"He, O men, is the wisest, who, like Socrates, knows that his wisdom is in truth worth nothing."--Socrates

              by TealTerror on Tue Nov 13, 2012 at 04:10:10 AM PST

              [ Parent ]

              •  Two things on which we do not concur. (0+ / 0-)

                First, it is not a citizen's duty to be a birther, ever. The fact that you arrived at this conclusion should make you realize that your logic may have made a wrong turn somewhere.

                Second, since when can Authoritarianism be something that is completely by choice by the citizen? The whole point of that form of government is that it is based on compulsion. If I believe that I shall support a particular leader's actions, and do so voluntarily, and only do so for the leader I choose, and reserve the right to change my mind in the future, then I do not live under Authoritarian rule. If Obama announced that we were going to war with England, out of the blue, I would begin to question him; I am not a blind supporter. But when it is something very complex, an issue for which his knowledge surpasses mine in all respects, and for which I believe he is more suited than I to make the decision, I CHOOSE to defer to him. That is my choice. If you choose not to, that is your choice.

                Keep in mind that I may be much less knowledgeable than you on some of these issues, or not as smart. I know we're not supposed to think that others here are smarter than us but I'm not the most intelligent person on this site so for all I know you have 10 IQ points on me. But if I were you, no matter how smart and knowing you are, I'd ask myself if I truly bested Barack Obama in my ability to decide these things. It is possible that someone here knows better than him, but I am skeptical.

                •  Let us discuss those two things, then (1+ / 0-)
                  Recommended by:

                  First of all, no, my logic didn't make a wrong turn. If you do honestly believe Obama wasn't born in this country, you should be a birther. Because all, or almost all, the available evidence points to Obama having been born in this country, this will require incredible ignorance on your part. Now, It is my personal opinion that most birthers are not ignorant, they're just disingenuous, much like these people. These are probably the people you're thinking of when you say it's never someone's duty to be a birther. But think of it this way: Imagine that we elected a President (not Obama) who really wasn't born in this country, but had somehow faked it. In that case, wouldn't it be our duty to be a birther?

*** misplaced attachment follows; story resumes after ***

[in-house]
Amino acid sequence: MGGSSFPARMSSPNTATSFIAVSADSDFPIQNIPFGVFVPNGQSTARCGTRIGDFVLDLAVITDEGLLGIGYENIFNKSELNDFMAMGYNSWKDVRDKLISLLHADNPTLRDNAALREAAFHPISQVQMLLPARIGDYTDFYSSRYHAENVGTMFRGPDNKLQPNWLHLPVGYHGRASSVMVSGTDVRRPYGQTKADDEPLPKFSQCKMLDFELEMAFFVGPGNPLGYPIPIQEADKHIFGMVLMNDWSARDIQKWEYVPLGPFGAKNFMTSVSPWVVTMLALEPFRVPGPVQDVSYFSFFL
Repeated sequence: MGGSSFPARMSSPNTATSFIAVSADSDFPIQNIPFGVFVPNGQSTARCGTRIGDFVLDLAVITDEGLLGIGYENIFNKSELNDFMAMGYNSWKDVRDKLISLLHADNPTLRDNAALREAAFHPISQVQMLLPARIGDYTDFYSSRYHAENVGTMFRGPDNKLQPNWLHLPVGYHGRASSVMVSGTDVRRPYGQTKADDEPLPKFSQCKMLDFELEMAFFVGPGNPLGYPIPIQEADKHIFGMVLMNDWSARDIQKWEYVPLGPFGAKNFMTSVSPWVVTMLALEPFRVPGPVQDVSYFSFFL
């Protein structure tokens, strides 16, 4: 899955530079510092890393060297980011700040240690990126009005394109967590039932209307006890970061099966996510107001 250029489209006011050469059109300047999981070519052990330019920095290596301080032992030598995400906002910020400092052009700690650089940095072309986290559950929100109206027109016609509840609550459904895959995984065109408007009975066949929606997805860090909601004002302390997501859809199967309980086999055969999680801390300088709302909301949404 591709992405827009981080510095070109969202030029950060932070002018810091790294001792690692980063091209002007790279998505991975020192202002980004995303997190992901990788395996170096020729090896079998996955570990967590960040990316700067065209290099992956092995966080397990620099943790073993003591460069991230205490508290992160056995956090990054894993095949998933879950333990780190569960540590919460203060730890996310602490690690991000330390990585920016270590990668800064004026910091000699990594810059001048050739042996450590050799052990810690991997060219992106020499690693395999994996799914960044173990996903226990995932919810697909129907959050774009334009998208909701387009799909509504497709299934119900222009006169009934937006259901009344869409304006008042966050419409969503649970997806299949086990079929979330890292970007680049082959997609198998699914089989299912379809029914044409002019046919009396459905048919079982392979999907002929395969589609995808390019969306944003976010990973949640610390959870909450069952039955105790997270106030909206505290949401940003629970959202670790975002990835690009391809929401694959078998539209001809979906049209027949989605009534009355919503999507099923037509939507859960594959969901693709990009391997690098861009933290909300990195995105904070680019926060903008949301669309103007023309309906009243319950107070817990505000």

Anyway, on to the second point. To start out with, you're mistaking authoritarianism as a governmental system with authoritarianism as a personal political ideology. Certainly, we don't live under an authoritarian government currently. But your professed principles, that of always deferring to Obama, struck me as being a very authoritarian attitude to take. Whether that's bad or not is a separate question--as I said before, it's just that even mild authoritarianism is more inimical to me than conservatism. This post, on the other hand, where you suggest you only defer to Obama when the issue is complex, is a more nuanced view than the one you expressed earlier--still authoritarian, perhaps, but a more mild variety. So I retract my earlier allegation.

                  Let me now respond to this:

                  But if I were you, no matter how smart and knowing you are, I'd ask myself if I truly bested Barack Obama in my ability to decide these things. It is possible that someone here knows better than him, but I am skeptical.
                  As I said, I have come to the point of view that the President is a neo-liberal. This is not a knock on his intelligence--hell, plenty of intelligent people were in the John Birch Society. But it means his definition of what's "right" and my definition of what's "right" are different. Which is fine. That's what politics is all about. And besides, even if Obama were a secret liberal, I assume that means he'd want people to criticize him when he does something illiberal. So really, criticizing him is a win-win. :)

                  "He, O men, is the wisest, who, like Socrates, knows that his wisdom is in truth worth nothing."--Socrates

                  by TealTerror on Tue Nov 13, 2012 at 08:56:06 AM PST

                  [ Parent ]

  •  He offered it up on the table last year (7+ / 0-)

    How do we know he's not starting off from that point this year? And no, we have every right to raise a ruckus about this.

  •  I think we should both get a grip, but (4+ / 0-)
    Recommended by:
    NotGeorgeWill, Sylv, MKSinSA, WakeUpNeo

    alsobut also let the President and Republicans know we mean business and we are not afraid to go over this supposed cliff.  I too sort of rolled my eyes when I saw the title of the diary.  But felt a little better when I saw the diarist point out this was from 2011.  Though a lot of folks in the comment glossed over that.